AMD To Disclose 14nm CPU and GPU Roadmaps in May – Zen, K12 and Arctic Islands
AMD will be disclosing its future 14nm FinFET CPU, APU and GPU product roadmaps at the Financial Analyst Day on the 6th of May. During the event and for the first time ever, AMD will be publicly revealing its roadmap for 2016 and beyond.
It’s been a long while since AMD had revealed future product roadmaps. It used to be that the company would actually divulge its plans two to four years into the future. With the introduction of Bulldozer in 2011 for example, the company outlined its product roadmap all the way to 2014. Recently however it’s been a little different. Due to the company’s recent restructuring efforts and numerous changes in management in a relatively short period of time. Along with many unpredicted roadmap alterations, AMD management seemingly decided to keep things tight under wraps at least until the mist clears.
We’re already in 2015 and we have no official product roadmap from the company for next year. In fact we won’t get one until May at the annual Financial Analyst Day hosted by the company. Last year AMD hosted the Core Innovation Summit in May. And it was all about the company’s ambidextrous strategy and how ARM is going to be a significant focus for years to come.
AMD To Disclose 14nm FinFET CPU and GPU Roadmaps – Zen, K12 and Arctic Islands
This year is going to be a bit different. We’ll get a more well defined roadmap especially with regards to products. Last year it was all about the company’s core IP and how it’s evolving. This year will be about the products that AMD plans to build with this new IP. Last year it was all about ARM, this year will be x86’s turn in the spot-light. And for the first time the company will be timing 14nm and 16nm FinFET process nodes. The most significant nodes since the long-lived 28nm process.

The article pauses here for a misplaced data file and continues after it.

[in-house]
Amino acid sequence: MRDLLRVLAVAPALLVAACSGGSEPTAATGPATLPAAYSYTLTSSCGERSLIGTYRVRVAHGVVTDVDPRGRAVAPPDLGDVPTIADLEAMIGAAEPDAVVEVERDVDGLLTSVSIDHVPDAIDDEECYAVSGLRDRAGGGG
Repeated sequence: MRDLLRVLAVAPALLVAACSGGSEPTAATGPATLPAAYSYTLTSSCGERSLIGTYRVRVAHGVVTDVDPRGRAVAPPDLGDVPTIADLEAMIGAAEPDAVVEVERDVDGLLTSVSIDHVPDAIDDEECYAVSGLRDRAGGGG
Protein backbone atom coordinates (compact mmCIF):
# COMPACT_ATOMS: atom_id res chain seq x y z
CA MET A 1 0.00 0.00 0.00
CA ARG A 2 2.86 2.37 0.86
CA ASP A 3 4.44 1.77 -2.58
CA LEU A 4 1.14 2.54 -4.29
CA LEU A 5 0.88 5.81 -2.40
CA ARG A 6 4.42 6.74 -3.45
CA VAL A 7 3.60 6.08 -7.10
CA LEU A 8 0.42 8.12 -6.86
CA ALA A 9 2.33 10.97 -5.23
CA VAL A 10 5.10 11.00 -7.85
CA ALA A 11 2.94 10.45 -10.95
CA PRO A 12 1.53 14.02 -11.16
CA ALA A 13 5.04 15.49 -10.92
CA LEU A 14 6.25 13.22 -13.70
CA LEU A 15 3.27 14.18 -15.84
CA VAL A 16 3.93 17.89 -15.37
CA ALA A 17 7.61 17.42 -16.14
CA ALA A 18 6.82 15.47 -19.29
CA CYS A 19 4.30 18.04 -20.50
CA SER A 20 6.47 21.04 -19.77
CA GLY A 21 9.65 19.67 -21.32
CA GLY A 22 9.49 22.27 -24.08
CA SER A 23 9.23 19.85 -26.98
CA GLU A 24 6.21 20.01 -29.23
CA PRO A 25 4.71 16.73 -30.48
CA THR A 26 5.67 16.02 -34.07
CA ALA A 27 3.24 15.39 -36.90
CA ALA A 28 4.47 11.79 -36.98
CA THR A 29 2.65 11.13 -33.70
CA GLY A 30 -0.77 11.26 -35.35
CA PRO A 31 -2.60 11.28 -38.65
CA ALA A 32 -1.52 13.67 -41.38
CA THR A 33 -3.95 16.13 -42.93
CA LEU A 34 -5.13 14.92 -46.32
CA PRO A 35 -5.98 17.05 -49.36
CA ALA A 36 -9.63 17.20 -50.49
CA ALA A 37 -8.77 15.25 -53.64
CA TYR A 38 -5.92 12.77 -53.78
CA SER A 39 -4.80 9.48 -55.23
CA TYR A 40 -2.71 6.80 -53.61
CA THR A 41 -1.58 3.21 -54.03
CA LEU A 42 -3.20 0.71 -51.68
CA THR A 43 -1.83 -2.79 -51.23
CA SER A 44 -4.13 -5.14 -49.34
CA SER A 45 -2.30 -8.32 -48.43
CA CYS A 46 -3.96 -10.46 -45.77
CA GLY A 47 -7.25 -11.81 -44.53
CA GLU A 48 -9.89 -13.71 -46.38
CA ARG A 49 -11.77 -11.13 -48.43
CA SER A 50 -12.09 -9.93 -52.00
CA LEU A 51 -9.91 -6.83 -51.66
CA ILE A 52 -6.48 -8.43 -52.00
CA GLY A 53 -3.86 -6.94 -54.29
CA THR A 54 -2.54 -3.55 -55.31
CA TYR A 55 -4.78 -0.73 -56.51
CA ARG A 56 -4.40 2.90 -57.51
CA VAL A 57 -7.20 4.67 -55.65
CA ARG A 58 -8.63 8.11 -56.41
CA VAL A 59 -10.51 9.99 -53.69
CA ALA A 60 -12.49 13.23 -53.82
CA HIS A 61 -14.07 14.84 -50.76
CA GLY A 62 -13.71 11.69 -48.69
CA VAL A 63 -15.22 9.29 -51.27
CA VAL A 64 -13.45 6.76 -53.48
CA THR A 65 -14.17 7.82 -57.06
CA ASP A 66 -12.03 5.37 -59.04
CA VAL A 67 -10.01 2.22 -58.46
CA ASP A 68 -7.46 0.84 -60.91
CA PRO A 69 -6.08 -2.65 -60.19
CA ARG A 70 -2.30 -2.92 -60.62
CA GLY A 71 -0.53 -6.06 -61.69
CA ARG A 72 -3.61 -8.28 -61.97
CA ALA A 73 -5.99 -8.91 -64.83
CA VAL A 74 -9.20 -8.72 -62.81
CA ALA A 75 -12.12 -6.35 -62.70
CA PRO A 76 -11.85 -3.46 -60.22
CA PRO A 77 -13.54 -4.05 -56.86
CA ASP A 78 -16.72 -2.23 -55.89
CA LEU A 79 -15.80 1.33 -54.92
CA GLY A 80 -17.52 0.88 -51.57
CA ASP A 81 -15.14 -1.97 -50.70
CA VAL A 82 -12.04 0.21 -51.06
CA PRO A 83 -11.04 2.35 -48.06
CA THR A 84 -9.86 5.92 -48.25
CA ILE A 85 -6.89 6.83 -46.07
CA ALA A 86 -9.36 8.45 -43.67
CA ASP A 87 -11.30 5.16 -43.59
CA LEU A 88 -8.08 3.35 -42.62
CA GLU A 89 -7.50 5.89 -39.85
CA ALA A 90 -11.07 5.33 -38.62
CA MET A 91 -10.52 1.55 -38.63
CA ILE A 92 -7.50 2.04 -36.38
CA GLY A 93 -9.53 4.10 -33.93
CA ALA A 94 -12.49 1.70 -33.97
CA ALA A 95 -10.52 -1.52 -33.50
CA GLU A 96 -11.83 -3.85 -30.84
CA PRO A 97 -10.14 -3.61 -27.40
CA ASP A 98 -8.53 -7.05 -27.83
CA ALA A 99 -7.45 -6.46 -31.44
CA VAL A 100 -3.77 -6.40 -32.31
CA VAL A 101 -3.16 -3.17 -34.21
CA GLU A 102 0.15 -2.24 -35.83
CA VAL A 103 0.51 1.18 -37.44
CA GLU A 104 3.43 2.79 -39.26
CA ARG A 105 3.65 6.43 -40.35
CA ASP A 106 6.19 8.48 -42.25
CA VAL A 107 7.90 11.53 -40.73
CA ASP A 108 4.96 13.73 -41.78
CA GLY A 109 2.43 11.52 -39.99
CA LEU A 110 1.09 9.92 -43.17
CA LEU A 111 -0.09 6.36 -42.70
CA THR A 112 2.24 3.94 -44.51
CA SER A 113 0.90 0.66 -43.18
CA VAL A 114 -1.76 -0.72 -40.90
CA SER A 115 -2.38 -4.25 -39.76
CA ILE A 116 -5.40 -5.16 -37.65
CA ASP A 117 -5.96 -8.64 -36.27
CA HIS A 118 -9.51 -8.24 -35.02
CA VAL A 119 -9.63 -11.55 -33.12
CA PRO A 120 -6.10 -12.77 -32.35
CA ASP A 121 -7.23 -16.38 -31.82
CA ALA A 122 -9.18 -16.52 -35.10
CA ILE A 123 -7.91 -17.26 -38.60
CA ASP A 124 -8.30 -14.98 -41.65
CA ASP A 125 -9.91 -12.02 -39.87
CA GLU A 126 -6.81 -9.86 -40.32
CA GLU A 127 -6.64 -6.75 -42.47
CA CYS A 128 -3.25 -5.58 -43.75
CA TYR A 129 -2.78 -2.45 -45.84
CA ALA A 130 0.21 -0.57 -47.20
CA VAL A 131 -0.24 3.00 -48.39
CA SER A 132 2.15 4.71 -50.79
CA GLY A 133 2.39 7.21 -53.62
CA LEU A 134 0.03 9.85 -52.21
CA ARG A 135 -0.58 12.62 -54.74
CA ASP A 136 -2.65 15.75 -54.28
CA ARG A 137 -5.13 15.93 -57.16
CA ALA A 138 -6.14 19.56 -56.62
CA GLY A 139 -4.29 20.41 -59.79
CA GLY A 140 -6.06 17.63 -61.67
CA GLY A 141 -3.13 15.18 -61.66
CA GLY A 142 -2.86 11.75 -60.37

The roadmaps will include AMD’s upcoming products based on the next-generation x86 high-performance Zen core and ARMv8 64bit K12 core. In addition to an all new family of FinFET based GPUs code named Arctic Islands. These will feature the company’s most significant architectural evolution on the GPU front since the introduction of GCN (Graphics Core Next) back in late 2011.
Thankfully, we already know some of what’s going to be revealed at the event. Starting off with Zen, we know that AMD is working on a family of products that will incorporate this new core. Code named Summit Ridge, will feature up to 8 cores, 95W TDP, DDR4 memory support and a new FM3 socket. These will constitute the spiritual successors to the Phenom processors of yesteryear. The Southbridge for this family of chips is rumored to be developed by Asmedia, an Asus subsidiary. We also exclusively told you that Zen will be arriving to servers first, with high-end desktop parts following soon afterwards. Zen will be AMD’s biggest x86 high performance server play since the original Opteron in the early 2000s.
After that we’ve got the Arctic Islands family of GPUs. These will be the first set of high-performance graphics chips to be fabbed on a FinFET process. The new GPUs will introduce the most significant leap in performance/watt according to AMD’s Chief Technology Officer, Mark Papermaster. And will feature an all new post-GCN graphics architecture. All Arctic Islands GPUs will feature stacked high-bandwidth memory (HBM). We don’t know if AMD will disclose this as well, but we know that the company is working on HBM based APUs as well that will debut with Zen.
Rory Read, AMD’s ex-CEO, focused during his three year tenure on bringing AMD back to its optimum operating efficiency. He also focused on creating a very strong core graphics and CPU IP foundation for the future. And a new dynamic design infrastructure that would enable AMD to tailor products specifically for each segment (desktop, mobile, server, embedded etc…) without inflating cost.
Dr. Lisa Su, AMD’s current President and CEO is focusing on putting that new IP into the best possible product configurations. This includes directly addressing the mobile, desktop and long-forgotten but very lucrative server market. Which all high-end desktop parts have historically been derived from.